In the immortal words of Charles Dickens: “It is a far, far better Dome that I do than I have ever Domed; it is a far, far better Dome that I go to than I have ever Domed.” Truer words? Never Domed. Last night saw the finale of the first season of Under the Dome, the most popular new series of the summer among both human beings and Domes pretending to be human beings. A good season finale can rescue a bad season. Whatever happened last night was not a good season finale. A summer of incoherent plotting ended incoherently. There was, however, some minor clarity about the mystery of the Dome — it’s almost certainly created by aliens, unless it’s created by people from the future and/or cyborg angels. The episode ended on a cliffhanger that made no sense whatsoever. But hey, it’ll be back for another season in 2014 — plenty of time to work out the kinks. Meantime, let’s run down the most important things that happened on the Under the Dome season finale:

The Monarch Butterfly hatched from the chrysalis. It was flying around the inside of the Mini-Dome. Every time it hit the side, a terrible blackness would spread. In turn, blackness spread across the Big Dome. “Maybe it’s some kind of warning!” said the kids. Sheriff Linda, unimpressed, touched the Mini-Dome and got blown across the room. Sheriff Linda is really just not a very good cop, let’s be honest.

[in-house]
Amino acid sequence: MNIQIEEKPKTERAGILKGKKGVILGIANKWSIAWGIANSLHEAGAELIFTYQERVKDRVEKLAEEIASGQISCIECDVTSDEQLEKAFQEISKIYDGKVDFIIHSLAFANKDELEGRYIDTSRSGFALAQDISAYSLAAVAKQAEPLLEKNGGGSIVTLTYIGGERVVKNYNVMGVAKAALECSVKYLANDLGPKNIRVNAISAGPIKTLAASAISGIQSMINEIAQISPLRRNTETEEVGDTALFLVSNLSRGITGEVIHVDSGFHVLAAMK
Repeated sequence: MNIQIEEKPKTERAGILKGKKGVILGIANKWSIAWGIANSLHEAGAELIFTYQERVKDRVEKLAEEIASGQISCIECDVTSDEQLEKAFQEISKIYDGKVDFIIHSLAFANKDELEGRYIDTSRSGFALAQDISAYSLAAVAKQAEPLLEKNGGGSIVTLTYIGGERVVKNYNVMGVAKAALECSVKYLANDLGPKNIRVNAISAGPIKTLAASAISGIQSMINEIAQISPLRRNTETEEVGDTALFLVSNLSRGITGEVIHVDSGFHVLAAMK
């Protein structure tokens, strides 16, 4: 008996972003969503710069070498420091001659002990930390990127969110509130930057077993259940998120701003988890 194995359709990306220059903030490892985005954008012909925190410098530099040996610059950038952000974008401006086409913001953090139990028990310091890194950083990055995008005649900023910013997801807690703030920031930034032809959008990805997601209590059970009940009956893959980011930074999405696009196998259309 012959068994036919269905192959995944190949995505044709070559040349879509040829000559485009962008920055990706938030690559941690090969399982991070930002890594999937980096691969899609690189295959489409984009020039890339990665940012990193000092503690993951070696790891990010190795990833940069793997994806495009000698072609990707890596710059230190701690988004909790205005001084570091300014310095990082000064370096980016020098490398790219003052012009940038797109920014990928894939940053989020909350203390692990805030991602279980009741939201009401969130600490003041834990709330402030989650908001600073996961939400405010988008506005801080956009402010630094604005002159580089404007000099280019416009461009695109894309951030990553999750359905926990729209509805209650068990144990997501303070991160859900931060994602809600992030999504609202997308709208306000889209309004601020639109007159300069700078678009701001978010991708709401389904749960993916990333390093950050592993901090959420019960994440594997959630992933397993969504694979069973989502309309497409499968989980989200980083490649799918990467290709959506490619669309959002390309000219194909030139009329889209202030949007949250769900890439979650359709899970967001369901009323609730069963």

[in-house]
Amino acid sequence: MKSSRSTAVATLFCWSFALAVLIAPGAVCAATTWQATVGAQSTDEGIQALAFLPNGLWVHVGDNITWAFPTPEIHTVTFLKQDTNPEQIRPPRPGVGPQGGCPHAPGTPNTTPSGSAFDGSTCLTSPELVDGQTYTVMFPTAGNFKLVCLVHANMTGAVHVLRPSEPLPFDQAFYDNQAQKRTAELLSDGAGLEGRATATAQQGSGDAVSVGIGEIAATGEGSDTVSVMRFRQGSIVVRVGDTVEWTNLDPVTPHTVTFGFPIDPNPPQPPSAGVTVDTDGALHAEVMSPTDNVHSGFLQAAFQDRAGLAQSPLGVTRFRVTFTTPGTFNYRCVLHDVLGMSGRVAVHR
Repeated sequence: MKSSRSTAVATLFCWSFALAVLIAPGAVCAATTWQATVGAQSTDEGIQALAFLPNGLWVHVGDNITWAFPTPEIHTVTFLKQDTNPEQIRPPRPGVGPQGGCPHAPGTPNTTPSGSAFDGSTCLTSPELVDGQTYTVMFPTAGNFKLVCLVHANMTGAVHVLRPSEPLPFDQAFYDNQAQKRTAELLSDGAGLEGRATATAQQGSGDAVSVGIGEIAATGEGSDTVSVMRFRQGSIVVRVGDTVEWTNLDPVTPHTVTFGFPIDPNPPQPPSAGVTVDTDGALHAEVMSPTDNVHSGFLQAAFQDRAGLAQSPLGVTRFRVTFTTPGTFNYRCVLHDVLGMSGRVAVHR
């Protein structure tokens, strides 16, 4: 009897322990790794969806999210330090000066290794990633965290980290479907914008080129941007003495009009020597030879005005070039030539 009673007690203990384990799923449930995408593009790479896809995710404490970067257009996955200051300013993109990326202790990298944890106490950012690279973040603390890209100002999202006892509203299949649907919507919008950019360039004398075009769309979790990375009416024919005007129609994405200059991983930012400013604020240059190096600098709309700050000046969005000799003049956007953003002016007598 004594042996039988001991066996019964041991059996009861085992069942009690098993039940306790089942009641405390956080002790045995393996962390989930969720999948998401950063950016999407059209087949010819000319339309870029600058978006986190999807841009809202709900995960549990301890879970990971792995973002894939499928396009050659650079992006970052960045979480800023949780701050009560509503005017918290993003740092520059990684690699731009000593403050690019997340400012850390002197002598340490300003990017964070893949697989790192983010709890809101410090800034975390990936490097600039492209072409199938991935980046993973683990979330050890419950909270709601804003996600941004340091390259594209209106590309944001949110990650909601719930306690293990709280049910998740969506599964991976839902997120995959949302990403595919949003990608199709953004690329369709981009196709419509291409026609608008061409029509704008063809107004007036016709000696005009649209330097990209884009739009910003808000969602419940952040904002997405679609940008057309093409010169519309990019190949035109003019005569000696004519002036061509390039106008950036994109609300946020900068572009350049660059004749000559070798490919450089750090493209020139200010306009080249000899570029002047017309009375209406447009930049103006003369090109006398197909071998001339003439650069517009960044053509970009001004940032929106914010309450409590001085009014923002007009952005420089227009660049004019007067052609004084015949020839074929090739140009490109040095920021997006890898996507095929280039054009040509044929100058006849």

The Mini-Dome disintegrated. When the four kids put their hands on it, it glowed pink and then suddenly just broke apart into a million little pieces. This is sad news, since the Mini-Dome was one of my favorite characters. (Cards on the table: I was totally ‘shipping the Mini-Dome and Barbie.) The butterfly was dead, but then Norrie touched it and it was still alive. Then happy music played and it flew around Barbie.

We know who the Monarch is. Because the butterfly flew around Barbie, Joe decided that Barbie must be the Monarch. But then an earthquake started, and it only stopped when Julia picked up the Egg. “She’s your Monarch,” said Barbie. The notion of a higher power choosing the community’s leader would probably be more meaningful if we had any sense of the Chester’s Mill community beyond the six main characters, or if the whole town didn’t seem to basically be running along just fine with propane reserves. Anyhow, Julia is the Monarch.

Big Jim was the last character on the show to hear the phrase ‘The pink stars are falling in lines.'” This struck a chord with him, since it was a mantra repeated by his artist wife. He showed Linda a painting of pink stars falling over a black egg. Linda decided that this meant Big Jim’s family was special. Big Jim decided this meant him and Junior were God’s Chosen Ones, basically. I want to give the show credit here and say that it’s setting up an interesting dichotomy for season two. Both factions in town believe that they have been “chosen,” which is cool. Of course, neither of them have any clue who chose them, or what they’ve been chosen for.